Advice for New Globaled Teachers

One of my Flat Classroom Project colleagues, Honor Moorman asked “What advice could be given to new globaled teachers?” See the trigger blog post Sage Advice for New Teachers

Global education is my passion and technology enables us to connect and communicate with others across the globe – sharing conversations, learning together and from each other,  solving problems together etc either in synchronous or non-synchronous time.

Following are some  tips for new globaled teachers:-

  1. Seek out existing projects where experienced teachers will guide those who are new. Short simple projects are great for beginners. See Classroom2.0, Flat Classroom Projects,Global Education Collaborative, Global Classroom, Jen Wagner’s projects etc.
  2. Find another teacher(s) with a similar passion. Successful outcomes occur when passionate, committed, determined, and hard-working educators connect cross countries See  Back to the Classroom (of 2.0)
  3. Get to know each other and develop confidence with each other. Use emails, chat, audio and then videoconference. Be honest and open at all times.
  4. Always test any connections -internet connections, bandwidth, potentially blocked sites, audio, video etc
  5.  Find tools that are user-friendly to both of you eg blogging, videoconferencing, google applications, titanpad, forums, moodle, ning, wikis, voicethreads, web conferencing, edmodo etc Consider the nature of the connection and the proposed outcomes.
  6. Don’t be nervous about connecting with those who do not speak English (or your native tonuge) as a first language. Sometimes the richest learning takes place in these connections.  My school is culturally and geographically isolated. We connect regularly with different classes in Indonesia where English is spoken as a third or fourth language. These can be challenging connections, taking students way outside their comfort zones, but we survive, connect, communicate by ‘hook or by crook’ and make ourselves understood with simplified English, body language, use of objects and/or miming.
  7. Be completely open and honest with each other (Skype was used for videoconferencing from home to get to know another teacher from Singapore. Fortunately, she warned me that she was a Muslim. When we connected our classes, she had her head gear on and I would not have recognized her.) As issues arise from cultural, religious, ideological values between either you or your students, discuss them openly and work through them with all parties involved. One of my students offended students in Canada with some language that was becoming common place in Australia. Discussing the problems with students and editing the blog post meant that we kept working together – a much better outcome than refusing to speak to each other or continue to work together. A second problem arose, when one of my girls uploaded her avatar onto the Flat Classroom Project ning. The avatar was a photo of her in modest summer gear ie Tshirt and shorts. A teacher from Oman in the Middle East queried the appropriateness of this image as females in the Middle East have arms and legs covered. After discussion with the girl, a different photo was added.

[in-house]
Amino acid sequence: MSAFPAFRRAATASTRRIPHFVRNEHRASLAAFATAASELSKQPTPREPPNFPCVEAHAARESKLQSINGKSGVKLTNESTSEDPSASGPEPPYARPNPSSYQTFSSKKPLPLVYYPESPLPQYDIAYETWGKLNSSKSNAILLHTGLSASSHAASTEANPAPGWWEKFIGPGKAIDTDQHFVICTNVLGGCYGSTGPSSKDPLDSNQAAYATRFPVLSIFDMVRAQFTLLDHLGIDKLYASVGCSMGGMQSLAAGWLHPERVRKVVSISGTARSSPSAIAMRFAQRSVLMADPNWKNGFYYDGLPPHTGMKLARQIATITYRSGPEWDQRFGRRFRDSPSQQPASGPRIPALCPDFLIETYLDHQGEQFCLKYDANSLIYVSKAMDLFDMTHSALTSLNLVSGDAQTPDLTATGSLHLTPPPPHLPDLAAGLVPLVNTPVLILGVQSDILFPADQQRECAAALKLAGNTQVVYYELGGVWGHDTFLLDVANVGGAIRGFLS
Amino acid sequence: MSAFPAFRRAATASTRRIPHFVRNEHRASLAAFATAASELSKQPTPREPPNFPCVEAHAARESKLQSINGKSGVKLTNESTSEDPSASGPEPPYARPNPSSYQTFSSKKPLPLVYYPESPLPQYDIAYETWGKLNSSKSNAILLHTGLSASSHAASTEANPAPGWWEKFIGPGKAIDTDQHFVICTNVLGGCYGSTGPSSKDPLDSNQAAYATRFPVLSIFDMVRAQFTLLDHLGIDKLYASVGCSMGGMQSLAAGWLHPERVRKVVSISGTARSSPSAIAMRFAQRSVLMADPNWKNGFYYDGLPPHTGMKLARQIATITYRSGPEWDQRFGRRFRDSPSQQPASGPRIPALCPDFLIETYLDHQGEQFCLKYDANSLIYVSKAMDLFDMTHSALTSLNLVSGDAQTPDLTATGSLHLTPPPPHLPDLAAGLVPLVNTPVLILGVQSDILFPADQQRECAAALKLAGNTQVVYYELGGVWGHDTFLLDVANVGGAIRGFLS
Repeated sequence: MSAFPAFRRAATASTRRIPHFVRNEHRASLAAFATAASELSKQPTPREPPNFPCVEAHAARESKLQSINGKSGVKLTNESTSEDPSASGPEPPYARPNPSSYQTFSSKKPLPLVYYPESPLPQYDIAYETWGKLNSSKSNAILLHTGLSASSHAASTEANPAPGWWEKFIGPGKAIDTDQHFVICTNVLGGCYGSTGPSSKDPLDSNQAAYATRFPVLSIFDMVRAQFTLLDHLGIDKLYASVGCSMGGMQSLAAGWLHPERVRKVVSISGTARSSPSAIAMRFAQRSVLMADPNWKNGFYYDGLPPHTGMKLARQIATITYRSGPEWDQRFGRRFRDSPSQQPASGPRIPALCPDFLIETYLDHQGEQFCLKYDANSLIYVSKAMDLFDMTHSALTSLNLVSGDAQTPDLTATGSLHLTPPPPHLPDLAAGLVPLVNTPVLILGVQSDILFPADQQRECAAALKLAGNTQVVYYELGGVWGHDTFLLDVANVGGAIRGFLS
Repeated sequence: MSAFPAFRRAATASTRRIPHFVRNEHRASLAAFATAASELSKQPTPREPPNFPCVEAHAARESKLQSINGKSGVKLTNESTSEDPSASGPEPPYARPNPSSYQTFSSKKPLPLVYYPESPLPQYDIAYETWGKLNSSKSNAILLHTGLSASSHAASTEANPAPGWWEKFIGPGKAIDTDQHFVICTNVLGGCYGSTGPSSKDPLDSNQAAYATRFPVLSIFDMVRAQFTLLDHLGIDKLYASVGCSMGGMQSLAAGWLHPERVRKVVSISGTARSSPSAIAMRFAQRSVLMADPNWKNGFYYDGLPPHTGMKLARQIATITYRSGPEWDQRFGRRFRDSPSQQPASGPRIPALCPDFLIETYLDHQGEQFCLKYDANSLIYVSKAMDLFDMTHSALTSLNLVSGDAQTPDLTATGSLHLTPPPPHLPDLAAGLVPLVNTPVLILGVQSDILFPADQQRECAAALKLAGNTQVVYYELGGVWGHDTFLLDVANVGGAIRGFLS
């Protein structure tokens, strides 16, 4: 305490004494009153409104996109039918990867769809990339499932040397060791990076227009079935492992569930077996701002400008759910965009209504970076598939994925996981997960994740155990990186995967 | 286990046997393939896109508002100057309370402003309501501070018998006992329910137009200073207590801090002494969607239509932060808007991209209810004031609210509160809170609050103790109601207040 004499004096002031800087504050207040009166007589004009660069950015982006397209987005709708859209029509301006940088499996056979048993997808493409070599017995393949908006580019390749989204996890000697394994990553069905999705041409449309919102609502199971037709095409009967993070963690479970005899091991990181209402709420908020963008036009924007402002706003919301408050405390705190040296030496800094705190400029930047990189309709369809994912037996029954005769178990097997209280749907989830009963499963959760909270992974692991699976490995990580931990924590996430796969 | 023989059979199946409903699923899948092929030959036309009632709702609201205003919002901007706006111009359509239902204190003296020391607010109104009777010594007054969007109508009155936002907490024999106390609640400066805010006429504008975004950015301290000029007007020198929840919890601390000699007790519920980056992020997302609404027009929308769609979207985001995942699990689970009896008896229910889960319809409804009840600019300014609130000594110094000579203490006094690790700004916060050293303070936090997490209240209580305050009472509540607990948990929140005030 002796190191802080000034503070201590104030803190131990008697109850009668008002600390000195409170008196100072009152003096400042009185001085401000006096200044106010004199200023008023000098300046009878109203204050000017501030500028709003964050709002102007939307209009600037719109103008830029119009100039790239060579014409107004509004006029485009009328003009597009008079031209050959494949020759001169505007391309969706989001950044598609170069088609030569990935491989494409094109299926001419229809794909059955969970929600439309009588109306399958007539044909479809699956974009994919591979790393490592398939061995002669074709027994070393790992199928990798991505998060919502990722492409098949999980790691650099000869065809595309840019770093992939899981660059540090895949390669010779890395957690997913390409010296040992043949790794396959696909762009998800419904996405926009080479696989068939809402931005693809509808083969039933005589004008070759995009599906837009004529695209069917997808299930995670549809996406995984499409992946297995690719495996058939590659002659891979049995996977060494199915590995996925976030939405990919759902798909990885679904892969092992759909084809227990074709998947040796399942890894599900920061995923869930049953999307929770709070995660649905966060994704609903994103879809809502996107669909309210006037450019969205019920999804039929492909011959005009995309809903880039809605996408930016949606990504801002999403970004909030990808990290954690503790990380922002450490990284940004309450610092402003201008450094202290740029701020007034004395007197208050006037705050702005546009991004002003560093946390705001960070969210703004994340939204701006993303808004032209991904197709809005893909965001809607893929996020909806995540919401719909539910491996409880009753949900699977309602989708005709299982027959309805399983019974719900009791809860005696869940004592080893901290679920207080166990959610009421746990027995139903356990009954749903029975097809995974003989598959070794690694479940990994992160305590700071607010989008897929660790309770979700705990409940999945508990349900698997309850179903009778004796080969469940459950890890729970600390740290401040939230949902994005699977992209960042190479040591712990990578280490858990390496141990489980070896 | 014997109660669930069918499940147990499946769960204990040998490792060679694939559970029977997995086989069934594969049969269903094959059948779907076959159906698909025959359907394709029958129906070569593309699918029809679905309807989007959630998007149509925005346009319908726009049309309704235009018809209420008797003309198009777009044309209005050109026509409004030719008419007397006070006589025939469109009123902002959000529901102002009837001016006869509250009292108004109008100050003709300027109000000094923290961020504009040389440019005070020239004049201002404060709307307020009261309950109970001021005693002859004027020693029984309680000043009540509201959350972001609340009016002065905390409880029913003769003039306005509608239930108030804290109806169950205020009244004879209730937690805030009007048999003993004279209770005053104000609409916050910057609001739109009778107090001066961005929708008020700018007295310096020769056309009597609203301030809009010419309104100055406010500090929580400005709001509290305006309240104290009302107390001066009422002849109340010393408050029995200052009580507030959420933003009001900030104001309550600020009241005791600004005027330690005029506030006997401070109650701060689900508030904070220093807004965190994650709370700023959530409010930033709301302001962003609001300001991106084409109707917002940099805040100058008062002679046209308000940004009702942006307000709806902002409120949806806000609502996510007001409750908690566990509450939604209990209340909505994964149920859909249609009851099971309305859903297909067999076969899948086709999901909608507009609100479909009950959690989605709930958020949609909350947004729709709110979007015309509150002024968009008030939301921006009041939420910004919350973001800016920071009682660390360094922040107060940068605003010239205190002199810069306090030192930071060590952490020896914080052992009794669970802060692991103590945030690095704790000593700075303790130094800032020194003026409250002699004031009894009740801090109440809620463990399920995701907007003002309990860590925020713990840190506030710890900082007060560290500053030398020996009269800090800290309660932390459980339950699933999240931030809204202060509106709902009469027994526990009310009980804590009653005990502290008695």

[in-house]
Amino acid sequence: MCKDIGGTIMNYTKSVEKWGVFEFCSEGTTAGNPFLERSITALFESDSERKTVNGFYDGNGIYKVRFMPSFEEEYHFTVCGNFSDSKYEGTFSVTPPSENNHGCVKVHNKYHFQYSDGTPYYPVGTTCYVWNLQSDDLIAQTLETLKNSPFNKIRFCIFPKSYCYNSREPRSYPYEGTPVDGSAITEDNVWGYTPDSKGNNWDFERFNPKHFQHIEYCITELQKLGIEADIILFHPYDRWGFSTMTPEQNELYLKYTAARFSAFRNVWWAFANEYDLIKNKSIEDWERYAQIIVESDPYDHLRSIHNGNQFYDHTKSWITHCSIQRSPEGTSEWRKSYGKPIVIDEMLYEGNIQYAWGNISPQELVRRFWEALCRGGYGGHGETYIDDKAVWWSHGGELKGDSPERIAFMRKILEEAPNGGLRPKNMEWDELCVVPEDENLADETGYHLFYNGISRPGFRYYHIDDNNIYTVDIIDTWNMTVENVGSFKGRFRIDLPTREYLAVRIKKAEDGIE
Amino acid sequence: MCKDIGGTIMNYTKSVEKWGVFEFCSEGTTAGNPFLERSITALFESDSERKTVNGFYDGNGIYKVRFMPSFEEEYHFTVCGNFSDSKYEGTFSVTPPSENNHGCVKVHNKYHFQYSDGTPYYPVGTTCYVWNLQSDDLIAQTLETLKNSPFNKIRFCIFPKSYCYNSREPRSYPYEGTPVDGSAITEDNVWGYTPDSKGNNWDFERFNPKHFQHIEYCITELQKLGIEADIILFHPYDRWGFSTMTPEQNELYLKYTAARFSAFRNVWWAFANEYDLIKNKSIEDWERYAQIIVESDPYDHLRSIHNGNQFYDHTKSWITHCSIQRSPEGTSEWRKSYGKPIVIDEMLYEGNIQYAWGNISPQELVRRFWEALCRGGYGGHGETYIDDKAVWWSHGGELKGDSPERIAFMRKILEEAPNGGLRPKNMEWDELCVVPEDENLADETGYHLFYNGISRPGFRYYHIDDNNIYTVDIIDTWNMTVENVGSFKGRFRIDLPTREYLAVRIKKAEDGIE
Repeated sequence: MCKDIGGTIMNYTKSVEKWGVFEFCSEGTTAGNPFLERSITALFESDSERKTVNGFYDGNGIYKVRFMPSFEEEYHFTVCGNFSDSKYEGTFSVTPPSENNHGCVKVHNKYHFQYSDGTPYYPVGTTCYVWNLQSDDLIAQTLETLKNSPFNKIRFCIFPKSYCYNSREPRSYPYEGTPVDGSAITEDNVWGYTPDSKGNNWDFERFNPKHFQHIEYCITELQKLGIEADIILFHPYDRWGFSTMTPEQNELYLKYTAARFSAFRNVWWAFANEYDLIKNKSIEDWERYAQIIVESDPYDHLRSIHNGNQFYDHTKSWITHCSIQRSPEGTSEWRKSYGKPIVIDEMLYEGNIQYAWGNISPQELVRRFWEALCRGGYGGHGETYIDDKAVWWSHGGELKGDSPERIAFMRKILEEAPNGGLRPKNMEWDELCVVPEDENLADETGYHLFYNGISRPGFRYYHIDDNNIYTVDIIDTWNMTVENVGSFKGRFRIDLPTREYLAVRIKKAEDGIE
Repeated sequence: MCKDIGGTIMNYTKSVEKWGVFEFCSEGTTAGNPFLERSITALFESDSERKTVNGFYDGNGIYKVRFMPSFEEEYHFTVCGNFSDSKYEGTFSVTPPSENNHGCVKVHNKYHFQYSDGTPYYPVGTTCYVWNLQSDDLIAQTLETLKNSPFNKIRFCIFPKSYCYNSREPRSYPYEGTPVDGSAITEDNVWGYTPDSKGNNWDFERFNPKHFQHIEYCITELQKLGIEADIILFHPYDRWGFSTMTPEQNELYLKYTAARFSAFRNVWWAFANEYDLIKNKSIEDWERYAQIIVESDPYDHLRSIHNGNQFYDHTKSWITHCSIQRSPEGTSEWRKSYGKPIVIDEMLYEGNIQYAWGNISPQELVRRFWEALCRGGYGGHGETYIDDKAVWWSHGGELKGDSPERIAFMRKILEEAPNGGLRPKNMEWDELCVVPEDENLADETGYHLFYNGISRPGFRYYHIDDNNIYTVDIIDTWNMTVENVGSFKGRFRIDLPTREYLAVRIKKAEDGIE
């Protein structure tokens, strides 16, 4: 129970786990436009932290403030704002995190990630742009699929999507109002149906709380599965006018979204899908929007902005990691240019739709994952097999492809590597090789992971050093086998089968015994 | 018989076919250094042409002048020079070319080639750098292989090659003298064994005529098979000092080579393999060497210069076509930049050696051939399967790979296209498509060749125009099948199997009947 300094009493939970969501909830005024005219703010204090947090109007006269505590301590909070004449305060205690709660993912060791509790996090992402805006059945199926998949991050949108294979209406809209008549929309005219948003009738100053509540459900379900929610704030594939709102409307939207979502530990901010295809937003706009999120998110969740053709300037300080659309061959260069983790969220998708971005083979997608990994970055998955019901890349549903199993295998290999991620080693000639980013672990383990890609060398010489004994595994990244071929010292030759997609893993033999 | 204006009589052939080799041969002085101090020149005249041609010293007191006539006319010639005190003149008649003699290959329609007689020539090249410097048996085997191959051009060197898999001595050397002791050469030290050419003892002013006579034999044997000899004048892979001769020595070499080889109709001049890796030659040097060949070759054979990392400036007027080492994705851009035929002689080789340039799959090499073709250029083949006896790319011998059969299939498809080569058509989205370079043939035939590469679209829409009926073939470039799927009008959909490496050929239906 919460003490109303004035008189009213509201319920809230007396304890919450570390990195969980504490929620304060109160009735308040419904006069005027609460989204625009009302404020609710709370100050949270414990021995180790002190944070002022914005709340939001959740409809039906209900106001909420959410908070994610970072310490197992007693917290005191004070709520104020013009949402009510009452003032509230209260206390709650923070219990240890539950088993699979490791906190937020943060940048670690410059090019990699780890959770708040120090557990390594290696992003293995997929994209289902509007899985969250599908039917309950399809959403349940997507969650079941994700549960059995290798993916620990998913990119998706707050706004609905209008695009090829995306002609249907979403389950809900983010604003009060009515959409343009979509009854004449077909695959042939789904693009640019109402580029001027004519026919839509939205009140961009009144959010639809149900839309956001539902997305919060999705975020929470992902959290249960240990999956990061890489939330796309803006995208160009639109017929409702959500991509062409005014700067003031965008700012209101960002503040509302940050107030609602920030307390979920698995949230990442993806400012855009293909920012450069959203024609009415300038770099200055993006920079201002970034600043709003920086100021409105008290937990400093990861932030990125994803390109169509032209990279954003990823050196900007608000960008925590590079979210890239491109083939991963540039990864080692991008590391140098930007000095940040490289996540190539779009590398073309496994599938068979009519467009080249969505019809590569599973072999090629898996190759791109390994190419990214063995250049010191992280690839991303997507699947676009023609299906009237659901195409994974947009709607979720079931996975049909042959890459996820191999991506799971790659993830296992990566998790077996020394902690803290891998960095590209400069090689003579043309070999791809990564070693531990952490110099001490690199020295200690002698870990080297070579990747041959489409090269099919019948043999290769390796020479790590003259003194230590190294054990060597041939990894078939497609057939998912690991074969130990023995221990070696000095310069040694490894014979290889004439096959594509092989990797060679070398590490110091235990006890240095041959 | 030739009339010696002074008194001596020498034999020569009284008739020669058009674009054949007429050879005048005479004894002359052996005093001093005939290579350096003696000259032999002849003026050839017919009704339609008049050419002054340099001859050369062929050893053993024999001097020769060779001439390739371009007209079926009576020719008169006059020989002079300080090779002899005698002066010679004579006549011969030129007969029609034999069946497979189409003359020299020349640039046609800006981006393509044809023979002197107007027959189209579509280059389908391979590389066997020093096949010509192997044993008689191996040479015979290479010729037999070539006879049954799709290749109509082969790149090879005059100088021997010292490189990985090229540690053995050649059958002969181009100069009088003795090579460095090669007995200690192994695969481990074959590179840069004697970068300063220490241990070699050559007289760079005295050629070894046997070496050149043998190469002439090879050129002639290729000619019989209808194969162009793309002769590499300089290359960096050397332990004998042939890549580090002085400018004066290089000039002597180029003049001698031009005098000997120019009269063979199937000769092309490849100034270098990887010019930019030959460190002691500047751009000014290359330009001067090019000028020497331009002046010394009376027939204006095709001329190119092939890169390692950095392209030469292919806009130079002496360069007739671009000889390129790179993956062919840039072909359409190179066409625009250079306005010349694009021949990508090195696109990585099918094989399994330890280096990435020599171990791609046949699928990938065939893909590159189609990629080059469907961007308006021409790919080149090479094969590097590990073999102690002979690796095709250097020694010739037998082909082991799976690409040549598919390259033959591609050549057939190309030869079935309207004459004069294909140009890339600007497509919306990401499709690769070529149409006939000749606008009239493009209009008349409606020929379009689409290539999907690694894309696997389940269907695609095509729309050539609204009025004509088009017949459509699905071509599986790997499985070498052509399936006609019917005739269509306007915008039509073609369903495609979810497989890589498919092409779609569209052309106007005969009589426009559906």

8. Go beyond ‘meet and greet’. Greater learning outcomes will evolve if the communication and connection continues on a regular nature.
  9. Make the most of all ‘teachable’ moments with your classes, wither before, during or after linkups and connections. Classroom Story: In the middle of a direct web conferencing linkup with a class from Malaysia, one of my girls ‘piped up’ and said “By the way, where is this Malaysia? At the end of the lesson students searched for Malaysia. (I had assumed that my students would all know where Malaysia was.)
  10. Test, test and test again all tools and connections to be used. Technology is never, ever 100% reliable. Have a backup plan and a possible alternative tool. Classroom Story: Three years ago, our whole school was setup to linkup with a research scientist in Antarctica. Two other backup days were organised should the internet fail to work in Antarctica. DiscoverE was the virtual classroom software to be used. This was tested twice prior to the day with the creator of DiscoverE and our school. On the morning of the actual event, testing commenced two hours before hand with global teacher participants, software developers and our school. Google video chat is an alternative to skype when skype falters.
  11. Be prepared to give and take, keep a sense of humour going.
  12. Familiarize yourself with timezones, days of the week in different hemispheres, festivals, school terms, school holidays and any other possible interruptions. Be flexible.
  13. Update parents and school leadership constantly. Keep them in the loop and encourage their participation.
  14. Attend the online sessions for the annual global education conference, or  listen to the 2011 recordings of sessions, attend classroom2.0 LIVE or Australia Series webinars.
  15. Build a global twitter network, follow the hashtags #globaled #globalclassroom
  16. Share your experiences with the world – on a blog, a wiki, twitter, google+ etc

Global education and making connections in either synchronous or asynchronous time, can be fun, engaging and exciting but most of all enables powerful learning. Do not hesitate, jump in and learn with the world!

2 responses to “Advice for New Globaled Teachers

  1. These are GREAT points!!

  2. GREAT tips! Thanks for sharing and we are PROUD to have you as a new member of #globalclassroom!
    ~deb

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